In 2005, another postal inspector placed an advertisement on the Internet describing his collection of tapes of young girls having sex. Garner responded to this advertisement as well, indicating he preferred children from five to twelve years old, especially girls with parents involved. After exchanging some emails with the undercover inspector, he ordered three videos, sending the inspector $45 along with a letter identifying the videos he wanted and providing the address of a friend for shipment.
In connection with a separate investigation by the Walnut Creek Police Department, U.S. Postal Inspectors executed a search warrant at Garner's residence in December 2005. Garner's computer contained numerous image files containing child pornography and hundreds of instant message chats with others about child pornography. In some instances, images had been transferred during the instant messages.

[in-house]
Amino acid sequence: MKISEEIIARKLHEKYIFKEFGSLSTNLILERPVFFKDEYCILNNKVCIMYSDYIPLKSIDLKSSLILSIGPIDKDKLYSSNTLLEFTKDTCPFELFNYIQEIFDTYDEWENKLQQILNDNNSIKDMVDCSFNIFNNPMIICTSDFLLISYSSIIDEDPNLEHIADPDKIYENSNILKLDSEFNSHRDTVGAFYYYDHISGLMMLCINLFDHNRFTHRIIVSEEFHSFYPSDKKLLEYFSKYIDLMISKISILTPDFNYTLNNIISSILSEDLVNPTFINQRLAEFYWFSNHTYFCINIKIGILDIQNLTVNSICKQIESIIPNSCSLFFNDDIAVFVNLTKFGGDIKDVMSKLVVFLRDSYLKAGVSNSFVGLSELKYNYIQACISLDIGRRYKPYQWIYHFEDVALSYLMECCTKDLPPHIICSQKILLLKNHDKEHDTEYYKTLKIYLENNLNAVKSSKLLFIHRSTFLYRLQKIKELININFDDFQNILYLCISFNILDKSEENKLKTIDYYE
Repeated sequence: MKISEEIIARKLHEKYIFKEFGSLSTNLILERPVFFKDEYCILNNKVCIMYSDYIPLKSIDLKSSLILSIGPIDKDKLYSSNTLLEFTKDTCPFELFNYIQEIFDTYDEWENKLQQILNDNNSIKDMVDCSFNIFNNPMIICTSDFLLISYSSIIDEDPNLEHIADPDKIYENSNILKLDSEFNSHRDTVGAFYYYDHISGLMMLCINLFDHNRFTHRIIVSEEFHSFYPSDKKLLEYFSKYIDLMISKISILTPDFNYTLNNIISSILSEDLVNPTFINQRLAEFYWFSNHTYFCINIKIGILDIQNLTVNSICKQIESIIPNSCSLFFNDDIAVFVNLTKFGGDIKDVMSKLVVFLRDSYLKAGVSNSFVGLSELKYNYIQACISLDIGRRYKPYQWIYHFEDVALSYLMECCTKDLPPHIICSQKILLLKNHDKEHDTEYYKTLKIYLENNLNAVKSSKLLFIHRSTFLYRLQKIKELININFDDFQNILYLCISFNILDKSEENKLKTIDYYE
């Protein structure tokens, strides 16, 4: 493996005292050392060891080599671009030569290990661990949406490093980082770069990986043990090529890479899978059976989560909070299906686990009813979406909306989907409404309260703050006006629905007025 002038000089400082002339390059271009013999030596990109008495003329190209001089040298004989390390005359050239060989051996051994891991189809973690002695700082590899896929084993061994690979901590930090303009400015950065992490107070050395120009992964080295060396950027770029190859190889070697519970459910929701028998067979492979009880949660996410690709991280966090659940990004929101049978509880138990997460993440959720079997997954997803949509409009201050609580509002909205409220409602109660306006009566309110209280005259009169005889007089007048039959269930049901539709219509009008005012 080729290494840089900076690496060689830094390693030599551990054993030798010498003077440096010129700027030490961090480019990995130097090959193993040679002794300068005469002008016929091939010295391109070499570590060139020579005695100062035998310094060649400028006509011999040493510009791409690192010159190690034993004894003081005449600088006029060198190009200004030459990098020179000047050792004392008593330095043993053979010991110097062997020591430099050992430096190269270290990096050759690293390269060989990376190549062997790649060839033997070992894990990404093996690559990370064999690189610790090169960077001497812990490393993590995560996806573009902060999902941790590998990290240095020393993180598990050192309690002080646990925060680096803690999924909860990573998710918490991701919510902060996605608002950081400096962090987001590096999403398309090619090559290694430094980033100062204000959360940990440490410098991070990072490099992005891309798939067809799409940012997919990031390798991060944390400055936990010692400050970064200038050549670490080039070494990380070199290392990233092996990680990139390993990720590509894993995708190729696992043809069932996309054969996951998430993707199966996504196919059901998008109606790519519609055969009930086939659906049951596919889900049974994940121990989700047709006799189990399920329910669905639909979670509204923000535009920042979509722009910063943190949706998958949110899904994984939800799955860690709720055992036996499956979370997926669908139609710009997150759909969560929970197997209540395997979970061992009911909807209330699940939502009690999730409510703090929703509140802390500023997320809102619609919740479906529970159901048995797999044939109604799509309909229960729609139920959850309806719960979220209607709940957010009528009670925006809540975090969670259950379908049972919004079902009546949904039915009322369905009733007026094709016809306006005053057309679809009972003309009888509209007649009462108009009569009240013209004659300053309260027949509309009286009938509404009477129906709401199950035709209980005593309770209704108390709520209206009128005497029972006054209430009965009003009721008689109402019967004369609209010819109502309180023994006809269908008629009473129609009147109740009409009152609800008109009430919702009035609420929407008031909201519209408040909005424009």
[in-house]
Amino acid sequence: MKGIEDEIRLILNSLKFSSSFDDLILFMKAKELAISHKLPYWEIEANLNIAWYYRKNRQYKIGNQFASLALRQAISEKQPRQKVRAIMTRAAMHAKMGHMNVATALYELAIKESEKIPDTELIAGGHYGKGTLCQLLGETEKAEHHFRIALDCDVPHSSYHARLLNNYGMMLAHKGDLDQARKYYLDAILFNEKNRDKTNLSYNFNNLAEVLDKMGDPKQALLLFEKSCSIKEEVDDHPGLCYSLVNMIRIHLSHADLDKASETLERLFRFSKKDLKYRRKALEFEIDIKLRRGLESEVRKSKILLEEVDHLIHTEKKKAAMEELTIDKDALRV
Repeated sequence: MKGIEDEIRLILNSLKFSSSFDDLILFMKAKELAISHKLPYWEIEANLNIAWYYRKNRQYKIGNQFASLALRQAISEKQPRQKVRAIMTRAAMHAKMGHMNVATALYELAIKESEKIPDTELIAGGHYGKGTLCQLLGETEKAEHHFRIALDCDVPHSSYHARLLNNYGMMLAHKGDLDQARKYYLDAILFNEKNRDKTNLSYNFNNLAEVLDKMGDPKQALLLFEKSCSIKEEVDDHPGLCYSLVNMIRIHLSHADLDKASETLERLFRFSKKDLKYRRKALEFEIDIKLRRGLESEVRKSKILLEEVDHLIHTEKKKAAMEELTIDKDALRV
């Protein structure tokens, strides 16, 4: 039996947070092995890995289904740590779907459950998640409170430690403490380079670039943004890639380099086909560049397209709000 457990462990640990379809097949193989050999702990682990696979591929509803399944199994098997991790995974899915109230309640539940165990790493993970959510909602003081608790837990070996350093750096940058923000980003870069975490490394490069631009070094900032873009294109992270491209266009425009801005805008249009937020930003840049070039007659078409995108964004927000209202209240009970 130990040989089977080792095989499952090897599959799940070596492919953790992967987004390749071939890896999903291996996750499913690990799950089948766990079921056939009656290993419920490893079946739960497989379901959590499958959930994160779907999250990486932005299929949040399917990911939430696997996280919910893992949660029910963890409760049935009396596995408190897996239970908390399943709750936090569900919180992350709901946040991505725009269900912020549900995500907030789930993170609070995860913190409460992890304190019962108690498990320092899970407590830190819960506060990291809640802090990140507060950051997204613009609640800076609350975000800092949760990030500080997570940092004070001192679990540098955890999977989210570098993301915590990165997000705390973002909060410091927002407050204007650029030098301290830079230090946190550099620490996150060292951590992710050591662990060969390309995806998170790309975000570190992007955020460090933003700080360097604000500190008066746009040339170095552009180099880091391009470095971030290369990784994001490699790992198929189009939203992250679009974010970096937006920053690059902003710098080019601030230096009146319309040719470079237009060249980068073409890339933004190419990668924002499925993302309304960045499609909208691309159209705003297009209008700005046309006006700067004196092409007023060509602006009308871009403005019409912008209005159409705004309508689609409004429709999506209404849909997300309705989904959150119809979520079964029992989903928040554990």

Garner waived his Miranda rights and admitted he had sought to purchase videotapes in 2002 and 2005, distributed and received child pornography over the Internet, and sexually molested at least two of his children or stepchildren when they were minors. He denied having sex with other minors and indicated that statements he had made in emails suggesting he had done so were merely fantasies.
The presentence report recommended a five-level increase in offense level because Garner had engaged in a "pattern of activity involving the sexual abuse or exploitation of a minor." U.S.S.G. § 2G2.2(b)(5). Garner objected that the sexual abuse of his daughter and stepdaughter were too remote in time to be considered without violating due process. The district court disagreed and found by clear and convincing evidence that Garner had sexually abused his children and that the Guidelines permitted consideration of this conduct even though it had occurred some time ago.